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Windows 8 vs Windows 10: 10 Changes You Need to Know



Windows 8 vs Windows 10: Touch & The Charms

Windows 8 vs Windows 10: Touch & The Charms

Second on any list of hated Windows 10 features is the Charms. That is, they would be second if most people ever realized they existed. The Charms Bar is one of the elements of Windows 8 that only surfaced if you swipe on the edge of your screen or place your mouse in a specific corner. Forget that it was included in the Windows 8 tutorial, most people forgot about it.

The Charms Bar is dead in Windows 10. Microsoft is wisely advising developers to build the options that the Charms Bar used to hold – like Settings and Search – into their apps. The company has also added a menu button to the top of apps to handle these features on apps that aren’t getting updated in the near term.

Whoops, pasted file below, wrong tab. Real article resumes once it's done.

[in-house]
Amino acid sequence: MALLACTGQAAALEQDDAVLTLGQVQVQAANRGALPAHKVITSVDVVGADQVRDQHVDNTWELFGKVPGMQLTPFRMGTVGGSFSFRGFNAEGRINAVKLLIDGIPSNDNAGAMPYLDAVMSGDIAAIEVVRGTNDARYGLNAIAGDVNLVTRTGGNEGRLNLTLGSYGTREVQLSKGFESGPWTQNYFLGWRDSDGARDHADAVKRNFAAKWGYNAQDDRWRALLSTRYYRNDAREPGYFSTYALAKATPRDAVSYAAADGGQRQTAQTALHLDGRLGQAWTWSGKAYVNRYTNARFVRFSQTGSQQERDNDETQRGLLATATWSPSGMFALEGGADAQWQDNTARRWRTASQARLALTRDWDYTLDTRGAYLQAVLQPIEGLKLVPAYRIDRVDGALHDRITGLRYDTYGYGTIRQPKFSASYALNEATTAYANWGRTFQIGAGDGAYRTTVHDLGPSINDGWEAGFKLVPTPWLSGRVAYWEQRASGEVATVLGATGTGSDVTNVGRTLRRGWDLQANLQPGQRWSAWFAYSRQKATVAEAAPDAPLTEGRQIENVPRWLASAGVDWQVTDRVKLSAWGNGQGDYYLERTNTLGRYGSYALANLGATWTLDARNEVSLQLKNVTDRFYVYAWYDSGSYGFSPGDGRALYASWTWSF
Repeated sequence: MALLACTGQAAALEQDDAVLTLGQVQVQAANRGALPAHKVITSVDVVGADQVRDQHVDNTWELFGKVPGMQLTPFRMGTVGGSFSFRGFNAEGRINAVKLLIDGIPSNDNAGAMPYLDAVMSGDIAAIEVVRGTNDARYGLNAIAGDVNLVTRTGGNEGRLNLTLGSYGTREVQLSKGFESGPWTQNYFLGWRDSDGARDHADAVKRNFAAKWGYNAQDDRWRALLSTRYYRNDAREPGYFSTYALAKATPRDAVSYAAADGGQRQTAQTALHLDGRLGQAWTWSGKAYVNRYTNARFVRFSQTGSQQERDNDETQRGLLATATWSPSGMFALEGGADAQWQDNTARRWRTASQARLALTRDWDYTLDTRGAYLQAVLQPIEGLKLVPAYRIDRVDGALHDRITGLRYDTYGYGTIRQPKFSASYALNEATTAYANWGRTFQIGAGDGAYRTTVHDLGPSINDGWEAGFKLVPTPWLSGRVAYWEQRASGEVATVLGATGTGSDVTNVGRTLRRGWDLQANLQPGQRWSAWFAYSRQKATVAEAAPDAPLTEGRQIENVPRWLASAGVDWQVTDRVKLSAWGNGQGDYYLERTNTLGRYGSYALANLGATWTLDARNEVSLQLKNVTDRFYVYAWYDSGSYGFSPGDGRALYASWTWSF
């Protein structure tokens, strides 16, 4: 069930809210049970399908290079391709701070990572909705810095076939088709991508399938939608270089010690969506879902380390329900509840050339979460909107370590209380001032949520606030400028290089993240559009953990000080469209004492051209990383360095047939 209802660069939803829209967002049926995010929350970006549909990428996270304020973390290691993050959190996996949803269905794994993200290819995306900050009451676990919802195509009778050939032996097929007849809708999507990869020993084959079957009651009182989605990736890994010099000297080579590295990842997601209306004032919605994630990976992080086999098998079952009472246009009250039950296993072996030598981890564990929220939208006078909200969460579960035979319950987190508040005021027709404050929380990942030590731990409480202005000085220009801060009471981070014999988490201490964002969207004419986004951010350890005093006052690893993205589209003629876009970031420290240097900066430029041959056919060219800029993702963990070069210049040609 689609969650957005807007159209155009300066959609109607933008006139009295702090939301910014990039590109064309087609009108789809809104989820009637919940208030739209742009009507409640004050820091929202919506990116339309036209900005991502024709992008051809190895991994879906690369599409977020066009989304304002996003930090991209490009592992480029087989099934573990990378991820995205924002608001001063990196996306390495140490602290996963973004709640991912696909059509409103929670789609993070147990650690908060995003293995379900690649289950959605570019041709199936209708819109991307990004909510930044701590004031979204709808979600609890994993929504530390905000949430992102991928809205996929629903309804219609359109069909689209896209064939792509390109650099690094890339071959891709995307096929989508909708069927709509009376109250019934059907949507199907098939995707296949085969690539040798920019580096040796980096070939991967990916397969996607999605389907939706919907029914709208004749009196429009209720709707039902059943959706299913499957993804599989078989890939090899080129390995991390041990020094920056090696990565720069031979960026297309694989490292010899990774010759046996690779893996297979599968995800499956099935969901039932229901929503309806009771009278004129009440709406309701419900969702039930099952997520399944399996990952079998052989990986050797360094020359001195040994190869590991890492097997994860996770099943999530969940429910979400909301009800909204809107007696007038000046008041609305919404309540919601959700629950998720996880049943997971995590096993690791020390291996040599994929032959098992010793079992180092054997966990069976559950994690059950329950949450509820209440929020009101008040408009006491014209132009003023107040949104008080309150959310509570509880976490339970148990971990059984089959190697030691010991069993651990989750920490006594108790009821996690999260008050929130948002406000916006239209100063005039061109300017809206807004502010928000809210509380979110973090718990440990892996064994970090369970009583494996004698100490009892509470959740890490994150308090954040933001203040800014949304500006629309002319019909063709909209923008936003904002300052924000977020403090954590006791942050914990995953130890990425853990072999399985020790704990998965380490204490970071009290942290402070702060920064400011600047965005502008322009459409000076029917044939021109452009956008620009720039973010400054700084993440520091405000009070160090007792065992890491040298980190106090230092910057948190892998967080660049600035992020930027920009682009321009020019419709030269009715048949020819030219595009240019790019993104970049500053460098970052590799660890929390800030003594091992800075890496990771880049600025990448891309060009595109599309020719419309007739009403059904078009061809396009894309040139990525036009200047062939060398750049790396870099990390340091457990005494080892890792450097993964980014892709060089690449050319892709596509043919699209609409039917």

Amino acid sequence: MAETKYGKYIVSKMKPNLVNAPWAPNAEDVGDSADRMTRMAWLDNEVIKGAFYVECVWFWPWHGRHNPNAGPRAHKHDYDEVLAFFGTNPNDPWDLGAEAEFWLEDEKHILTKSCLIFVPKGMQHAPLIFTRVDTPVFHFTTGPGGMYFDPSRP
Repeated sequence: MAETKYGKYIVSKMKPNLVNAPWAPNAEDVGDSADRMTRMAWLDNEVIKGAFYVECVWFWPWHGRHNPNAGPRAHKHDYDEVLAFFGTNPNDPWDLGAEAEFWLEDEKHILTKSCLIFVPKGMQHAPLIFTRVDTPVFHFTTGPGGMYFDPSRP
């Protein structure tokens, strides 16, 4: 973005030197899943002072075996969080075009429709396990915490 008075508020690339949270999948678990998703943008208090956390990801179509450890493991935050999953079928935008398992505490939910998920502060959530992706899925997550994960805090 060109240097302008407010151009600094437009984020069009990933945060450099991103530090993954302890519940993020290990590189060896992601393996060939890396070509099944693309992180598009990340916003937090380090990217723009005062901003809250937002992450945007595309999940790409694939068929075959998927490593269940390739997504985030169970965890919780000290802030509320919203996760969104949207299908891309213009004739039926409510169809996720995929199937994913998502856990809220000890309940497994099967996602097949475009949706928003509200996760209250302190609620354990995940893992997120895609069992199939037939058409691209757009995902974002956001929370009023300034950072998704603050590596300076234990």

Overall, Microsoft has smartly rethought its approach to touch in general. Again, the Taskbar acts as anchor, giving touch users on-screen cues for everything they could do with touch gestures before. All of this isn’t to say that touch gestures are gone entirely.

Swiping up from the bottom of your screen does nothing. Swiping down slightly from the top of your screen now shows you a titlebar with options for making the app full screen or closing it. Swiping right from the left side of the screen gets you the new multitasking TaskView area. Swiping left from the right edge of your screen opens the Action Center for quick settings changes and notifications.

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